The Central London market is adjusting following years of tremendous growth. Yes, growth may be slowing, but this is to be expected; activity levels are normalising. Buyers and investors continue to jump in where they see a good price, good location or both across the capital.
London remains a great place to buy and invest – prices are forecast to double in the next 15 years, at a compound annual growth rate of 7% a year. The capital will continue to attract investors as well as homeowners who want to enjoy life in the buzzing city. Demand will remain strong in the face of regulatory changes.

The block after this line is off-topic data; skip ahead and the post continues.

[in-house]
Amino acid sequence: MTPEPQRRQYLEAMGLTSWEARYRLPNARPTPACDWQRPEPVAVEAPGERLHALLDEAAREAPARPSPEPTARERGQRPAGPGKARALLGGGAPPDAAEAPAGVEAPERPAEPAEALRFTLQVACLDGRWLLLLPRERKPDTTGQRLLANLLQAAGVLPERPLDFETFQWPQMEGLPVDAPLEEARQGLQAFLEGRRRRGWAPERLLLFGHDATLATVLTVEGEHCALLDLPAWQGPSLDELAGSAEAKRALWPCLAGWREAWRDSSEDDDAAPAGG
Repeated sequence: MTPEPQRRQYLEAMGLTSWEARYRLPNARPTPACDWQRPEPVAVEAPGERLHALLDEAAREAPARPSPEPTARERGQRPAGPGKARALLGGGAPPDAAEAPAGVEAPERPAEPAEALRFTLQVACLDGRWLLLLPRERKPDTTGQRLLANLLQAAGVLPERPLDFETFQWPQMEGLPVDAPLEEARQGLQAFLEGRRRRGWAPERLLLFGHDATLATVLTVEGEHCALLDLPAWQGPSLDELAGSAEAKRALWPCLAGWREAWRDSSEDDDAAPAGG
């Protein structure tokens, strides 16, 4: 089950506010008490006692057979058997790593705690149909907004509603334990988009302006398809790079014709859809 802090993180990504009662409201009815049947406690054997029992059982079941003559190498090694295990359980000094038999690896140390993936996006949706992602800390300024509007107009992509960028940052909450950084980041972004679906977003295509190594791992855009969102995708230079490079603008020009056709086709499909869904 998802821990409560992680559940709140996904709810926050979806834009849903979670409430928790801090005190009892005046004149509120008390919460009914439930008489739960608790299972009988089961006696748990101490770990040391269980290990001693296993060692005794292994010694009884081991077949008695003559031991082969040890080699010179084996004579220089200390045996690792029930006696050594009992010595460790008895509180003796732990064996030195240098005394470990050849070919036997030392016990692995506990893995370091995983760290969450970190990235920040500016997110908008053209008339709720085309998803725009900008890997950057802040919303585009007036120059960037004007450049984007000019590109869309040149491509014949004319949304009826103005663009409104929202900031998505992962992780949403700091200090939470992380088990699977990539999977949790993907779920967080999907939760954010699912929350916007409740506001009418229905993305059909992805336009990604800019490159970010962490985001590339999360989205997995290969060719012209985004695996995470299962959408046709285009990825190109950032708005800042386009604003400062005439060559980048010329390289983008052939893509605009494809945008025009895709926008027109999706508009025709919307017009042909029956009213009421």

Savills has predicted that transaction levels will fall until 2018, dropping by 16% by the end of this period. Forces driving this include changes to regulation and taxation, particularly for investor landlords, who have been affected by the additional 3% stamp duty, reductions in tax relief and impending mortgage regulation. This could put pressure on the private lettings sector, which would see increased demands unmet and a rise in rents. Cash buyers will be affected by stamp duty. While first-time buyers will be protected “to a degree” by government support, their challenge will continue to be raising a deposit. The hardest-hit buyers are movers with mortgages. The Treasury will feel the pinch on stamp-duty receipts, particularly if there is pressure on transactions at the top end of the market. This will have far-reaching implications for housing policy.